Providing access to the Nexus user interface and content via HTTPS only is a recommended best practice for any deployment.
The recommended approach to implementation is to proxy Nexus behind a server that is configured to serve content via SSL and leave Nexus configured for http. The advantage of this approach is that Nexus can easily be upgraded and there is no need to work with the JVM truststore. In addition, you can use the expertise of your system administrators and the preferred server for achieving the proxying, which in most cases will already be in place for other systems.
Common choices are servers like Apache httpd, nginx, Eclipse Jetty or even dedicated hardware appliances. All of them can easily be configured to serve SSL content, and there is a large amount of reference material available for configuring these servers to serve secure content. For example, Apache httpd would be configured to use mod_ssl.
Alternatively the Jetty instance that is part of the default Nexus install can be configured to serve SSL content directly, and if you would like to avoid the extra work of putting a web server like Apache httpd in front of Nexus, this section shows you how to do that.
Keep in mind that you will have to redo some of these configurations each time you upgrade Nexus, since they are modifications to the embedded Jetty instance located in $NEXUS_HOME.
To configure Nexus to serve SSL directly to clients, you need to perform the following steps:
As a first step you have to add the file
jetty-https.xml to the
Jetty startup configuration in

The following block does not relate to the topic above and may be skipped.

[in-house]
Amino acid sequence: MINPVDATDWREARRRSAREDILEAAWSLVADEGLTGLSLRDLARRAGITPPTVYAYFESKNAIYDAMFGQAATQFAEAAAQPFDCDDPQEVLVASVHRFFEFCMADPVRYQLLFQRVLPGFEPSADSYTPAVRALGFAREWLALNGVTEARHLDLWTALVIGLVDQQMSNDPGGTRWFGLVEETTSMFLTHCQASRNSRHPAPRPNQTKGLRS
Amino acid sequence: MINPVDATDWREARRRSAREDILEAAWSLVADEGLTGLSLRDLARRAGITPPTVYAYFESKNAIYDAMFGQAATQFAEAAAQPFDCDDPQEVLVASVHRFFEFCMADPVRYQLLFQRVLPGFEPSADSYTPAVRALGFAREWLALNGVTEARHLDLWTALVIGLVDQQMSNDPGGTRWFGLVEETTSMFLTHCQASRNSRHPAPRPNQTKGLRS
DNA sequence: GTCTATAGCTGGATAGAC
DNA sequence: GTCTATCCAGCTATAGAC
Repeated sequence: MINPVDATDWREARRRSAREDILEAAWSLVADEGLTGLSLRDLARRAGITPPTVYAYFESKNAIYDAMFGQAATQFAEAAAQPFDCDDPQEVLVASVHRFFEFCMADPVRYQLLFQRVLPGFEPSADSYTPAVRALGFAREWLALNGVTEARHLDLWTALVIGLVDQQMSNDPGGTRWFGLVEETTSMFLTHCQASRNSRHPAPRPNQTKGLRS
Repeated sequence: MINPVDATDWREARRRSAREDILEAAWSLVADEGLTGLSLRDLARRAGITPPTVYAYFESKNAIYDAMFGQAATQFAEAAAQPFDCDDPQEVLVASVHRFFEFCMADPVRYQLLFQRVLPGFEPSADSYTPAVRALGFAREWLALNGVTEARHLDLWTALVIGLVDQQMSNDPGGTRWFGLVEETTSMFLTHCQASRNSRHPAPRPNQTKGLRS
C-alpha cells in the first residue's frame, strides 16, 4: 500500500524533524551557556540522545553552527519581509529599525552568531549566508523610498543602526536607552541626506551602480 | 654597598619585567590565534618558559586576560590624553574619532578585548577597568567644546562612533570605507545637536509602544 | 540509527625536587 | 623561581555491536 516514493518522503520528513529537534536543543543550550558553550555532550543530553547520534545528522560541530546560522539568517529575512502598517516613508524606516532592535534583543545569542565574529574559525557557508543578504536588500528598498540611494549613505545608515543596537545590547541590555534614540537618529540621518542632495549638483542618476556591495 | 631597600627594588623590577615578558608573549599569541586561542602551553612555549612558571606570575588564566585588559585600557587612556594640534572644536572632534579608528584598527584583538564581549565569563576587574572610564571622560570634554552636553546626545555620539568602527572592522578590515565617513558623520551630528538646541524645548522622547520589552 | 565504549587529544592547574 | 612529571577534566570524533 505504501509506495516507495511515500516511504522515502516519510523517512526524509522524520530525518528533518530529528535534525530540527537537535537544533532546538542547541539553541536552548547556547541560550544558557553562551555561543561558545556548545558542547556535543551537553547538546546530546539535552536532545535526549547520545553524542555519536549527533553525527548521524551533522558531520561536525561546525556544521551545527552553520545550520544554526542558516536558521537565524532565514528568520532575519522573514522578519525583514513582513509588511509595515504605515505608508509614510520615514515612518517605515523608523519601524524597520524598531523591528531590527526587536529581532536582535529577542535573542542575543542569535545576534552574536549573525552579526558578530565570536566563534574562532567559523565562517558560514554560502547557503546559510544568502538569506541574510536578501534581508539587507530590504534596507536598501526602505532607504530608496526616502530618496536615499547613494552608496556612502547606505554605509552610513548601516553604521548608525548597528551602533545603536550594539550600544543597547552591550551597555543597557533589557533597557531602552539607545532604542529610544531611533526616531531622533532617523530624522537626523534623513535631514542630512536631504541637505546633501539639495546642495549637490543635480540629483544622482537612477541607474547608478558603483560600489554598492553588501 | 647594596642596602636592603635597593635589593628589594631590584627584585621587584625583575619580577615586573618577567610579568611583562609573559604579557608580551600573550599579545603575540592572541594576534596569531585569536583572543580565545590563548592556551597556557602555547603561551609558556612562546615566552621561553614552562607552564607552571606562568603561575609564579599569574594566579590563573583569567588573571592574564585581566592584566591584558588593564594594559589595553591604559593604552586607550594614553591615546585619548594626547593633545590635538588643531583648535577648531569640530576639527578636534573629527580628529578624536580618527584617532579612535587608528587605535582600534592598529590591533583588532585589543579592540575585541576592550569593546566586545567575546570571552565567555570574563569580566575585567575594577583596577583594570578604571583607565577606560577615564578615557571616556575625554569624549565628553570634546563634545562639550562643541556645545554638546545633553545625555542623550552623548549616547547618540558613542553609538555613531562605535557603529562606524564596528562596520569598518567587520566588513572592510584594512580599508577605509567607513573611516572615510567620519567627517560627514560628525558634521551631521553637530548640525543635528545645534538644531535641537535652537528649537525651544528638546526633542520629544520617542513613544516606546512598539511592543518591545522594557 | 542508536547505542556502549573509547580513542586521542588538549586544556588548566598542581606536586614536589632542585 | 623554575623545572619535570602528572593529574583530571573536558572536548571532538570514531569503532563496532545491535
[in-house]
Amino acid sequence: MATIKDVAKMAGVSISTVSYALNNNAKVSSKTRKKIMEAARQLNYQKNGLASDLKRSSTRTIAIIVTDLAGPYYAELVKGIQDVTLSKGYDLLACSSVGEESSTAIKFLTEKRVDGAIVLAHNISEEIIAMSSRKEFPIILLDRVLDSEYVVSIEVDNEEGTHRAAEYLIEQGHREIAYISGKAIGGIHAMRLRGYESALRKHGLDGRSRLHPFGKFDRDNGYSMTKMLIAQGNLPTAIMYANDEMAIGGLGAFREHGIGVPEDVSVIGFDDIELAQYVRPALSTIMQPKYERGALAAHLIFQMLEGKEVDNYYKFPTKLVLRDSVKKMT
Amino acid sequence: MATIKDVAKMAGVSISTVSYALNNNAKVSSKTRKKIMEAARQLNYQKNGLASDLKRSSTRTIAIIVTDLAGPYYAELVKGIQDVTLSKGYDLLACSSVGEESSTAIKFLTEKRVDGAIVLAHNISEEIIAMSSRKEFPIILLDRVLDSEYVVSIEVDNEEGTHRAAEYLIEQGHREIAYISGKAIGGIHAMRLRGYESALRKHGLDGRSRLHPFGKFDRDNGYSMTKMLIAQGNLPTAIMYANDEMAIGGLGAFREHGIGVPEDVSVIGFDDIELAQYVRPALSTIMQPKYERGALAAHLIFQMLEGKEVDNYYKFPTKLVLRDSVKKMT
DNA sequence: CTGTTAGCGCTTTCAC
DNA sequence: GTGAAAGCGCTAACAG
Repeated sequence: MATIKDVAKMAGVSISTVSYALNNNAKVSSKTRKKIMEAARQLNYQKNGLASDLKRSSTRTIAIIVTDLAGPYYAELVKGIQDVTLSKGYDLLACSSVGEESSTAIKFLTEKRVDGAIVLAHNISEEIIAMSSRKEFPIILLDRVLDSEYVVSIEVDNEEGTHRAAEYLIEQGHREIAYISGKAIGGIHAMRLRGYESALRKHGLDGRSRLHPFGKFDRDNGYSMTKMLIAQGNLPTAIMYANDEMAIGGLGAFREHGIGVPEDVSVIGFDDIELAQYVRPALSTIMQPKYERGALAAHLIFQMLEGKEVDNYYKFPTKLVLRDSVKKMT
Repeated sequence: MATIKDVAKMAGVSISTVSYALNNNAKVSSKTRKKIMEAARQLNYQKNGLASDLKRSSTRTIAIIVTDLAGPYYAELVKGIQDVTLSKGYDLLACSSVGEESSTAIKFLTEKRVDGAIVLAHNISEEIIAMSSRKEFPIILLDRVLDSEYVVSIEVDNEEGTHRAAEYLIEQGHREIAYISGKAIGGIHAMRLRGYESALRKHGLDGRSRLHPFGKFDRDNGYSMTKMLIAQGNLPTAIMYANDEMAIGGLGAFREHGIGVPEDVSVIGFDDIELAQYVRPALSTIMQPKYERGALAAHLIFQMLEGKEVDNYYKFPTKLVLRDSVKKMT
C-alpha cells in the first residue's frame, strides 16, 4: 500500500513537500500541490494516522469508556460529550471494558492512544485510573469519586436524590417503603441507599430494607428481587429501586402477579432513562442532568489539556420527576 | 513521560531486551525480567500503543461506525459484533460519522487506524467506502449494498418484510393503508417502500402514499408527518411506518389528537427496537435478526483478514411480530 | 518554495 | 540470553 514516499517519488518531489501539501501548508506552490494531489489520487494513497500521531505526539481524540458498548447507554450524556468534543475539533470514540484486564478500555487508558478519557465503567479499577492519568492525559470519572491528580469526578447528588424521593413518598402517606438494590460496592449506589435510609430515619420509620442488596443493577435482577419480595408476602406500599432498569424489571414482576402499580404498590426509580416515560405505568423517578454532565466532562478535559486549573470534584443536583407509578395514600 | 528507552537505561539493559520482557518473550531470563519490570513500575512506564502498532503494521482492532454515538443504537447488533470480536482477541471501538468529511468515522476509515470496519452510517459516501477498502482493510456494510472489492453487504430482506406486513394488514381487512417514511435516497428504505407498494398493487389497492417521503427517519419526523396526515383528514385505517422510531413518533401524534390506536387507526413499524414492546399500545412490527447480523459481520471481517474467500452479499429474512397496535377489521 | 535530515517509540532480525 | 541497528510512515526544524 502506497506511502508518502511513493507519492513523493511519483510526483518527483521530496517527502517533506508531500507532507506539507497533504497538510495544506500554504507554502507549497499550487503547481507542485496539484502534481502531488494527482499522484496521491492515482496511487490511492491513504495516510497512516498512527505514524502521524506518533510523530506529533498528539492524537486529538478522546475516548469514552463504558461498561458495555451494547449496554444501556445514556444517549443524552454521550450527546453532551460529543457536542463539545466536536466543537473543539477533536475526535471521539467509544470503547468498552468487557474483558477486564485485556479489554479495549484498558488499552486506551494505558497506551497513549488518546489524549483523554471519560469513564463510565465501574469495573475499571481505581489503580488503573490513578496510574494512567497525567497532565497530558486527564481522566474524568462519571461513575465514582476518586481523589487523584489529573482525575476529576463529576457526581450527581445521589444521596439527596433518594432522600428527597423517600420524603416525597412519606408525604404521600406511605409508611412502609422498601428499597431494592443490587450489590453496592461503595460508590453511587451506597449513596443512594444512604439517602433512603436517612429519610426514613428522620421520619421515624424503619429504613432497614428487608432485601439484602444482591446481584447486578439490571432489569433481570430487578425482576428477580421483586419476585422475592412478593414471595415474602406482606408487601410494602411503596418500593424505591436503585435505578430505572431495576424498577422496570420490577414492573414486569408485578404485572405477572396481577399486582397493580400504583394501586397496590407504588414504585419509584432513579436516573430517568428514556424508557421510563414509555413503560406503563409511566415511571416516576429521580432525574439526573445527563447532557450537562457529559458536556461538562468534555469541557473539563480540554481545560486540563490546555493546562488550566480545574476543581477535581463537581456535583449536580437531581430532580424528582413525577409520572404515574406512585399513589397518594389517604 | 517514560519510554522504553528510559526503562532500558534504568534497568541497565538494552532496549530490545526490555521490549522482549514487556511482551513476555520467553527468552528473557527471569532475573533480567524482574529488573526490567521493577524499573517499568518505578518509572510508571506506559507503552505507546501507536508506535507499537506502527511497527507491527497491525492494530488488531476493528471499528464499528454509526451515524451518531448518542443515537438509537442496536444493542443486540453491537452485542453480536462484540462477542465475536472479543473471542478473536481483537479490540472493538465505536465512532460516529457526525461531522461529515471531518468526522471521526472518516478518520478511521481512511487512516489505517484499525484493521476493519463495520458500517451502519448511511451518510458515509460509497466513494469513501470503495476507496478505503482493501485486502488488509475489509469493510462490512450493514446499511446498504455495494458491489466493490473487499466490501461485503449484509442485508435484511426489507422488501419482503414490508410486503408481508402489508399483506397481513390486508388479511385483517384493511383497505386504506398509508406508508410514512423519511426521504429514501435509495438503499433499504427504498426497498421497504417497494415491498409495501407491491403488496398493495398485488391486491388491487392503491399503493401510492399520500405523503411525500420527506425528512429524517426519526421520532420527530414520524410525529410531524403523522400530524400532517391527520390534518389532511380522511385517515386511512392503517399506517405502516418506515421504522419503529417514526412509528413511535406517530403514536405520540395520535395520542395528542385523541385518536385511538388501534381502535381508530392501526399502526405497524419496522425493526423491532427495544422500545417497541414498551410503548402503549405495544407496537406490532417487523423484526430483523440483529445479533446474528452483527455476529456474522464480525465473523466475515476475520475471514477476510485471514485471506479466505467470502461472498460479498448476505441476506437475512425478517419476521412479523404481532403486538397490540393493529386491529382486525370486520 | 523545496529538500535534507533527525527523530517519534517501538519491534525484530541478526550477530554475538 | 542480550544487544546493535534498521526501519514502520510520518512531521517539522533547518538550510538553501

wrapper.conf as detailed in
Section 3.10.2, “Nexus Configuration Directory”.
Next, the HTTP port you want to use for the HTTPS connection has to be
defined by setting the
application-port-ssl property in
Now you are ready to create a keystore file. Instructions are
available on the
Jetty documentation site or directly on the documentation site for
a result of this procedure you will have a
keystore file and the
password values for
Insert the values in the
jetty-https.xml file in
NEXUS_HOME/conf. The default configuration in that file suggests to
create a subdirectory
NEXUS_HOME/conf/ssl and copy the
file in there and rename it to
keystore.jks. You can either do that
or choose a different location or filename for your keystore file and
update the paths for the
truststore in the
Once this is all in place you can start up Nexus and access the user
interface at e.g.,
https://localhost:8443/nexus. If you have just
created a self-signed certificate, modern web browsers will warn you
about the certificate and you will have to acknowledge the fact that
the certificate is self-signed. To avoid this behavior, you have to
get a certificate signed by a signing authority or reconfigure the web
Nexus is now available via HTTPS. If desired you can configure
automatic redirection from HTTP to HTTPS by adding usage of
jetty-http-redirect-to-https.xml as additional app parameters in
wrapper.conf as well as update the
Base URL in your Nexus server
If you are setting up this redirection and therefore aim to expose
your Nexus server only via HTTPS you should also configure Nexus to
mark session cookies as secure, so that they are only sent to HTTPS
browser access. This prevents any session hijacking. You can configure